It won't be long before you can experience Virtual Reality in your own living room.
After scouring the internet trying to find something interesting to present to the table, I came across an article that announced that a release date for the quickly famed Oculus Rift has been rumored by a member of the development team. It quickly gave many points as to why they believed the release date provided was indeed a correct release date for the product, but then stated that it was very important the news be taken as a rumor. Either way, if what they are saying is correct, Oculus Rift will finally be released to the public on April 30th of next year. At the time of discovering this information, I had no idea what Oculus Rift was, let alone what this entailed, so I humored myself only to find myself starving after over eight hours of engrossing research.
So what is Oculus Rift? This question overall is very tough. I would come out to say that Oculus Rift is the newest Virtual Reality hardware on the market that is actually promising to be…well, something. However, before we get deeply into this, we first need to set up a working definition for Virtual Reality.
What is Virtual Reality?
Prior to yesterday, Virtual Reality was just a fantasy in my mind. It meant complete immersion of all five of your major senses, with complete and total freedom to move your virtual body the way that you see fit. This is all directly out of Science Fiction, of course, but I find thinking of Virtual Reality like that doesn’t quite do it justice. Virtual Reality is the act of tricking your brain into believing that the world you are seeing is the real one.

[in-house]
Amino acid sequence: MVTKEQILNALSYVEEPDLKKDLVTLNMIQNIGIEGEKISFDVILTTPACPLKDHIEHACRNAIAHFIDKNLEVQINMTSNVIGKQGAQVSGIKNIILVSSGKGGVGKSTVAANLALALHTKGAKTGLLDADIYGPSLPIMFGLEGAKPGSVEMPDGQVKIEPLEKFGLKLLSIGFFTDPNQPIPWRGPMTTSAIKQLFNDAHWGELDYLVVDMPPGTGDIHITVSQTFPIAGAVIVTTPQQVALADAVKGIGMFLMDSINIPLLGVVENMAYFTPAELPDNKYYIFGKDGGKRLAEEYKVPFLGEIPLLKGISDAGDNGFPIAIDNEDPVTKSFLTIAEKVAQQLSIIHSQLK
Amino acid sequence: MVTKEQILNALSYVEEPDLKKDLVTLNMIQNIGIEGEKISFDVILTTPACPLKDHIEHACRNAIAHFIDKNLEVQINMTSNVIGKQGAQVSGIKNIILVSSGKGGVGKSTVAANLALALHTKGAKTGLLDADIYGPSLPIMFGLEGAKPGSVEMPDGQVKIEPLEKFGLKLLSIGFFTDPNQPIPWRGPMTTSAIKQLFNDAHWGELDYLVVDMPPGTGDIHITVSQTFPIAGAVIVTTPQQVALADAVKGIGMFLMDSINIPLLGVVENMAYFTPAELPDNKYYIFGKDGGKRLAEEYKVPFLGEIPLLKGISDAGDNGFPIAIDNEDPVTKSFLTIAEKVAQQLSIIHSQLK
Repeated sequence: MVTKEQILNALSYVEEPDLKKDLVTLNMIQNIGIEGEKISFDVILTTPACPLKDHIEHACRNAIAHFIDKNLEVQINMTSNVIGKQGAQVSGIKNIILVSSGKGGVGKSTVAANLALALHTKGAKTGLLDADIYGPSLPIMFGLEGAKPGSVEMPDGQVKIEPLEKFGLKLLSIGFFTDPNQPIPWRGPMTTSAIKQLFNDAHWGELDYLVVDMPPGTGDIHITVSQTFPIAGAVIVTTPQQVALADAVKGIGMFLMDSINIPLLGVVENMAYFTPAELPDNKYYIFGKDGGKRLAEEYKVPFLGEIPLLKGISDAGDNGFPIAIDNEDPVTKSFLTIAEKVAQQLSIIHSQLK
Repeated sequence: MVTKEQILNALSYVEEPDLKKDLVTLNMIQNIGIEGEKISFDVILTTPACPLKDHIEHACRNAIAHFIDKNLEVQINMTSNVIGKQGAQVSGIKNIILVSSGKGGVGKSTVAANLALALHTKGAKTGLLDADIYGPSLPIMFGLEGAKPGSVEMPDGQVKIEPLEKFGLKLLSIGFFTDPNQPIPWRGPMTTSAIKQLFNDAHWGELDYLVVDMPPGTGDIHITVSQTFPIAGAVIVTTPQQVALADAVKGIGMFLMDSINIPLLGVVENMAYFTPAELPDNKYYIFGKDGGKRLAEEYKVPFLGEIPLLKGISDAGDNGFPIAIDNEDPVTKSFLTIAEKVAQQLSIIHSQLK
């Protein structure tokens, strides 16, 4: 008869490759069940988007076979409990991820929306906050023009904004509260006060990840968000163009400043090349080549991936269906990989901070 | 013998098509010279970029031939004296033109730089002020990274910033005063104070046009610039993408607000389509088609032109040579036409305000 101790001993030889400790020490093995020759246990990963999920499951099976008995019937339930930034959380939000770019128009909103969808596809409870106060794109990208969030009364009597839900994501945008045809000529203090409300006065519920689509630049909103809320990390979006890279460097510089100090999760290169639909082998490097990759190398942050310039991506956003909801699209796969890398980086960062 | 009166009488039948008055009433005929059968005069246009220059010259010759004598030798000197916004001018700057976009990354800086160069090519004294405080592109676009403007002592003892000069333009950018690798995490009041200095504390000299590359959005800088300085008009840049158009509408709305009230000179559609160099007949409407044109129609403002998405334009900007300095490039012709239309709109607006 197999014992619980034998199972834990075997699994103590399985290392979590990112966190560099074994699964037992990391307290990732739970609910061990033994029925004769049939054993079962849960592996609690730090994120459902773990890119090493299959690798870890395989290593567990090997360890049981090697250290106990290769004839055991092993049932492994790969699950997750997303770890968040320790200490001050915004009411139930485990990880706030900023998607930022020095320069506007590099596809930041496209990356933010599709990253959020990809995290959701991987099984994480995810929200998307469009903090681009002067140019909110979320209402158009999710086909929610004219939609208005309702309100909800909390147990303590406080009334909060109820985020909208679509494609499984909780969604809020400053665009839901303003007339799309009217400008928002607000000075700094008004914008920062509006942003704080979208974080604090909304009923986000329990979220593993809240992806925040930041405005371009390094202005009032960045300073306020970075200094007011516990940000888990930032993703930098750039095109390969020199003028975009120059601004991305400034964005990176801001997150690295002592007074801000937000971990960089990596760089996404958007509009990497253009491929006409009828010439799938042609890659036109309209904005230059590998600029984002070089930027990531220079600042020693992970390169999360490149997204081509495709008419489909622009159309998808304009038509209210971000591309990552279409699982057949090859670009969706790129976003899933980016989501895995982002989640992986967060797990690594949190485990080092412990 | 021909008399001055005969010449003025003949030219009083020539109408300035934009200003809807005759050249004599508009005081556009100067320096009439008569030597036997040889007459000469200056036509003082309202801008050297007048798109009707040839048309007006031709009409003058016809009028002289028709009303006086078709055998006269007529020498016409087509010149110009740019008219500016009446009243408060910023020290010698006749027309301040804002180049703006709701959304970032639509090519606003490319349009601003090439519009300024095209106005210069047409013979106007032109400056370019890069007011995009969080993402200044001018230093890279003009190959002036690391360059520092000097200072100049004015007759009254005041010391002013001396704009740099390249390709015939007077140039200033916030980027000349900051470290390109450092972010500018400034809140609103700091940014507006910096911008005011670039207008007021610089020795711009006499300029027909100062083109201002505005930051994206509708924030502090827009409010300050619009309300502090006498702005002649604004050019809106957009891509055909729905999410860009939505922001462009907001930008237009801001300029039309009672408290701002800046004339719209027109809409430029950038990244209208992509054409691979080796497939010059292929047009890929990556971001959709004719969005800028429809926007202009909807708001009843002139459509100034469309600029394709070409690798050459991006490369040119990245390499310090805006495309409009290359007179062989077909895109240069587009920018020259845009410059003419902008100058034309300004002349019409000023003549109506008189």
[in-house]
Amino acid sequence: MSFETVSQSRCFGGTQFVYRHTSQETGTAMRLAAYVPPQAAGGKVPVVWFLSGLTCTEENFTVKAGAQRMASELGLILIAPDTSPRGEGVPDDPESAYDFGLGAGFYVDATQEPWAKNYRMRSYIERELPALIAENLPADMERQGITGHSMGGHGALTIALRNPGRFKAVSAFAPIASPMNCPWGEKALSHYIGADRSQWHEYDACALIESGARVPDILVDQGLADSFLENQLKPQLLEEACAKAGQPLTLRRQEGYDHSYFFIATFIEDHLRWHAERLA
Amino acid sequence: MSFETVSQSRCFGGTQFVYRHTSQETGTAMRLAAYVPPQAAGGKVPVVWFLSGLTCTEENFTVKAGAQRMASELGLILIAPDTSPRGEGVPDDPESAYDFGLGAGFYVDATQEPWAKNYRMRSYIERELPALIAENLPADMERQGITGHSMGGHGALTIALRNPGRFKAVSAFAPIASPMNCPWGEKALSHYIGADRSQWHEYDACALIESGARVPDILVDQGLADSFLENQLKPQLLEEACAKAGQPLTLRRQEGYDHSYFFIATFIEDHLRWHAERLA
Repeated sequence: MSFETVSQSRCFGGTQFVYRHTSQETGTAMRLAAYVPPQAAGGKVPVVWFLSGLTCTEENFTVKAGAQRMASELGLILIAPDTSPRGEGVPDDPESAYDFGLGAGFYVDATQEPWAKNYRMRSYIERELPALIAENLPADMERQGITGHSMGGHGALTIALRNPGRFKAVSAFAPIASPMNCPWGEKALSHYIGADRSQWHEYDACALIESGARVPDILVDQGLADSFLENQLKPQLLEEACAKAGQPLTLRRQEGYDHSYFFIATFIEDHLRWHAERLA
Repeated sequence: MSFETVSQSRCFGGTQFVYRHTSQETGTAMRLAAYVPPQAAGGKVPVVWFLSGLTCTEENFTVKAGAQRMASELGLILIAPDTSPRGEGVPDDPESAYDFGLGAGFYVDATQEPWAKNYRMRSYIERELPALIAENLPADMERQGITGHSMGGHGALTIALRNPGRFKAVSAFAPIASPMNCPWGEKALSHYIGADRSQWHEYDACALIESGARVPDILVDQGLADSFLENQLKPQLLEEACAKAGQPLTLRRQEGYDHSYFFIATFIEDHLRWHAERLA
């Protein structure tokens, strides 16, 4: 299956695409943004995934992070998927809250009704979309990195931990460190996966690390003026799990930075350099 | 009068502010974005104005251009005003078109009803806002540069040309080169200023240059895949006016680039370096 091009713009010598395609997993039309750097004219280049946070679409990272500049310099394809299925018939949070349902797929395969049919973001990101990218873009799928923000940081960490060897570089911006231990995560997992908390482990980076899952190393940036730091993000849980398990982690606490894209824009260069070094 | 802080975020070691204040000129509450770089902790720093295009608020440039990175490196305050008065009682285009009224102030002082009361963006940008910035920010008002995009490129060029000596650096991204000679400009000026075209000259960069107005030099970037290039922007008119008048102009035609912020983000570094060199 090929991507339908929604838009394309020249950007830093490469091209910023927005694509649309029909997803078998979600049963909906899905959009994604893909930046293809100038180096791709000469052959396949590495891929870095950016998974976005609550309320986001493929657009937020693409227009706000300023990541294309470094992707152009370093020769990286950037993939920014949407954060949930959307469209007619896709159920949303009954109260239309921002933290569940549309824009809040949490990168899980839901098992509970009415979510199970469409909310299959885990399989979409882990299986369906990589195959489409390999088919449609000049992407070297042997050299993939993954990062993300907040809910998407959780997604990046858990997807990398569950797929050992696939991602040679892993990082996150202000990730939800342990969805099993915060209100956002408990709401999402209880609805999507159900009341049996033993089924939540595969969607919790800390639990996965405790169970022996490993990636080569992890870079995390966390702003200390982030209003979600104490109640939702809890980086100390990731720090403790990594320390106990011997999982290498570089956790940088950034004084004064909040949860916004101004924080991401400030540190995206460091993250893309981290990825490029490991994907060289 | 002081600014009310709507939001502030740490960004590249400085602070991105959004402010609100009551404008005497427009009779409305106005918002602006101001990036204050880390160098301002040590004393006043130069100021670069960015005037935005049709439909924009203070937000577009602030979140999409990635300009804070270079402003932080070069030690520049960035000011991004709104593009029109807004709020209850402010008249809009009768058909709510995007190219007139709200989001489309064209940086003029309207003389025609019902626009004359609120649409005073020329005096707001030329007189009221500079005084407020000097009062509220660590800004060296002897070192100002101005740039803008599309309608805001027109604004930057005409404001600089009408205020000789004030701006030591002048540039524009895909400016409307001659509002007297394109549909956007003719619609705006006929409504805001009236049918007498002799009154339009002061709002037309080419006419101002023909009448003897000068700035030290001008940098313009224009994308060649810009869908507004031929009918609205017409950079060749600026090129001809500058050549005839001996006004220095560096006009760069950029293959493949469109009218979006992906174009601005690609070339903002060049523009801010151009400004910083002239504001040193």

Up until now, companies have been coming out with machines claiming a true virtual reality experience only to have user’s run out of their seats, vomiting. On a marketing standpoint, if your product makes a large number of users vomit, it’s probably not going to sell very well. For 20 years a promise of a true Virtual Reality has been trying to surface but never quite grasping the people’s attention. It has never been truly viable up to this point.
How does it work, and what does it do?
Previous attempts at virtual reality, such as Nintendo’s Virtual Boy, all failed horribly due to the lack of technological development. We could always do it, but it had to be perfect, otherwise our brains simply would not accept what was happening to us. If there was even the slightest bit of latency while you moved your head around, you would start to feel sick rather rapidly. Same thing happens if the frame rate just isn’t quite up to par with what our brain can process in the real world.